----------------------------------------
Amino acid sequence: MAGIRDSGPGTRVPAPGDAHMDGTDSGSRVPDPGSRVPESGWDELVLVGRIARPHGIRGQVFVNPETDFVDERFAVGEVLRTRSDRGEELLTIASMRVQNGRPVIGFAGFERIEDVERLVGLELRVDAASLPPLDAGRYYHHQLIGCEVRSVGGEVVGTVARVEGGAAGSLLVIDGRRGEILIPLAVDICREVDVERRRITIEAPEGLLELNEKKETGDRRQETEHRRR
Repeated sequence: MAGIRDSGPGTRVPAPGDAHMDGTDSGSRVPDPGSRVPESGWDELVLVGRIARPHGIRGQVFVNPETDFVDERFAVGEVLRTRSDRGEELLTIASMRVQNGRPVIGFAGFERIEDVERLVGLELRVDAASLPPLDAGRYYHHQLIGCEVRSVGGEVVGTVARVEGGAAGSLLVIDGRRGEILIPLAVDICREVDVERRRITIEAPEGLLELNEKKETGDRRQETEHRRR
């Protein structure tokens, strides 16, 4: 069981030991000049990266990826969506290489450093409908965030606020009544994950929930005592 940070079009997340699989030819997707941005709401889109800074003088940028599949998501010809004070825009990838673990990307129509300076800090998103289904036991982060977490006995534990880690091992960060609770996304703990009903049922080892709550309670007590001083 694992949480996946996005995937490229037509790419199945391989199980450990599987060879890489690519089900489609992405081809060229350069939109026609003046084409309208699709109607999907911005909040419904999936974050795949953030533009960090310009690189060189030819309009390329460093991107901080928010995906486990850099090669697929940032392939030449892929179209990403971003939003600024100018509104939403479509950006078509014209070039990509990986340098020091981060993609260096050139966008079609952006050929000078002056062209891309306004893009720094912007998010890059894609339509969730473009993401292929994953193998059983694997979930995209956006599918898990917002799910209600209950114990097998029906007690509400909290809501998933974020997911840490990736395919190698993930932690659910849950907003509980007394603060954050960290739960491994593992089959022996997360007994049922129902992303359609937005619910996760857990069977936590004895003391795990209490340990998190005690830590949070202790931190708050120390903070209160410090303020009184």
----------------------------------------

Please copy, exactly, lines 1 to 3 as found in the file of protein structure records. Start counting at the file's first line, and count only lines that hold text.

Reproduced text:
Amino acid sequence: MAGIRDSGPGTRVPAPGDAHMDGTDSGSRVPDPGSRVPESGWDELVLVGRIARPHGIRGQVFVNPETDFVDERFAVGEVLRTRSDRGEELLTIASMRVQNGRPVIGFAGFERIEDVERLVGLELRVDAASLPPLDAGRYYHHQLIGCEVRSVGGEVVGTVARVEGGAAGSLLVIDGRRGEILIPLAVDICREVDVERRRITIEAPEGLLELNEKKETGDRRQETEHRRR
Repeated sequence: MAGIRDSGPGTRVPAPGDAHMDGTDSGSRVPDPGSRVPESGWDELVLVGRIARPHGIRGQVFVNPETDFVDERFAVGEVLRTRSDRGEELLTIASMRVQNGRPVIGFAGFERIEDVERLVGLELRVDAASLPPLDAGRYYHHQLIGCEVRSVGGEVVGTVARVEGGAAGSLLVIDGRRGEILIPLAVDICREVDVERRRITIEAPEGLLELNEKKETGDRRQETEHRRR
């Protein structure tokens, strides 16, 4: 069981030991000049990266990826969506290489450093409908965030606020009544994950929930005592 940070079009997340699989030819997707941005709401889109800074003088940028599949998501010809004070825009990838673990990307129509300076800090998103289904036991982060977490006995534990880690091992960060609770996304703990009903049922080892709550309670007590001083 694992949480996946996005995937490229037509790419199945391989199980450990599987060879890489690519089900489609992405081809060229350069939109026609003046084409309208699709109607999907911005909040419904999936974050795949953030533009960090310009690189060189030819309009390329460093991107901080928010995906486990850099090669697929940032392939030449892929179209990403971003939003600024100018509104939403479509950006078509014209070039990509990986340098020091981060993609260096050139966008079609952006050929000078002056062209891309306004893009720094912007998010890059894609339509969730473009993401292929994953193998059983694997979930995209956006599918898990917002799910209600209950114990097998029906007690509400909290809501998933974020997911840490990736395919190698993930932690659910849950907003509980007394603060954050960290739960491994593992089959022996997360007994049922129902992303359609937005619910996760857990069977936590004895003391795990209490340990998190005690830590949070202790931190708050120390903070209160410090303020009184």